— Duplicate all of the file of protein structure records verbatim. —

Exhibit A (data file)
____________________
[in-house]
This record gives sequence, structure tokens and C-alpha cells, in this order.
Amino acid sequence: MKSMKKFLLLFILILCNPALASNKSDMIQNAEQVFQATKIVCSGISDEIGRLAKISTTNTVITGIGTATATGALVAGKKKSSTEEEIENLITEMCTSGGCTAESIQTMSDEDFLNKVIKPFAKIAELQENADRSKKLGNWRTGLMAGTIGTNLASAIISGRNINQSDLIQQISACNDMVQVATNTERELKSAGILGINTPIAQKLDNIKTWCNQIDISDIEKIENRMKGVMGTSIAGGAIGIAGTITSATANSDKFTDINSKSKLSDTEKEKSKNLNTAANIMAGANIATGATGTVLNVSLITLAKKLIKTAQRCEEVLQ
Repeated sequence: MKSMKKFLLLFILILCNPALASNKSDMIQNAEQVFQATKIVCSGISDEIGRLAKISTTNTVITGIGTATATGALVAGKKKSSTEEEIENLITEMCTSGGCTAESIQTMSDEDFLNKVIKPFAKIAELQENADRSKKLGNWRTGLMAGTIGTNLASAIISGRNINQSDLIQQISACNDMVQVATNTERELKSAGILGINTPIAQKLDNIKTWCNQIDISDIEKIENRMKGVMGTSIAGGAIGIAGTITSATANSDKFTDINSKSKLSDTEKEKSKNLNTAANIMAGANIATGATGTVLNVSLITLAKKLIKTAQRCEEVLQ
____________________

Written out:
[in-house]
This record gives sequence, structure tokens and C-alpha cells, in this order.
Amino acid sequence: MKSMKKFLLLFILILCNPALASNKSDMIQNAEQVFQATKIVCSGISDEIGRLAKISTTNTVITGIGTATATGALVAGKKKSSTEEEIENLITEMCTSGGCTAESIQTMSDEDFLNKVIKPFAKIAELQENADRSKKLGNWRTGLMAGTIGTNLASAIISGRNINQSDLIQQISACNDMVQVATNTERELKSAGILGINTPIAQKLDNIKTWCNQIDISDIEKIENRMKGVMGTSIAGGAIGIAGTITSATANSDKFTDINSKSKLSDTEKEKSKNLNTAANIMAGANIATGATGTVLNVSLITLAKKLIKTAQRCEEVLQ
Repeated sequence: MKSMKKFLLLFILILCNPALASNKSDMIQNAEQVFQATKIVCSGISDEIGRLAKISTTNTVITGIGTATATGALVAGKKKSSTEEEIENLITEMCTSGGCTAESIQTMSDEDFLNKVIKPFAKIAELQENADRSKKLGNWRTGLMAGTIGTNLASAIISGRNINQSDLIQQISACNDMVQVATNTERELKSAGILGINTPIAQKLDNIKTWCNQIDISDIEKIENRMKGVMGTSIAGGAIGIAGTITSATANSDKFTDINSKSKLSDTEKEKSKNLNTAANIMAGANIATGATGTVLNVSLITLAKKLIKTAQRCEEVLQ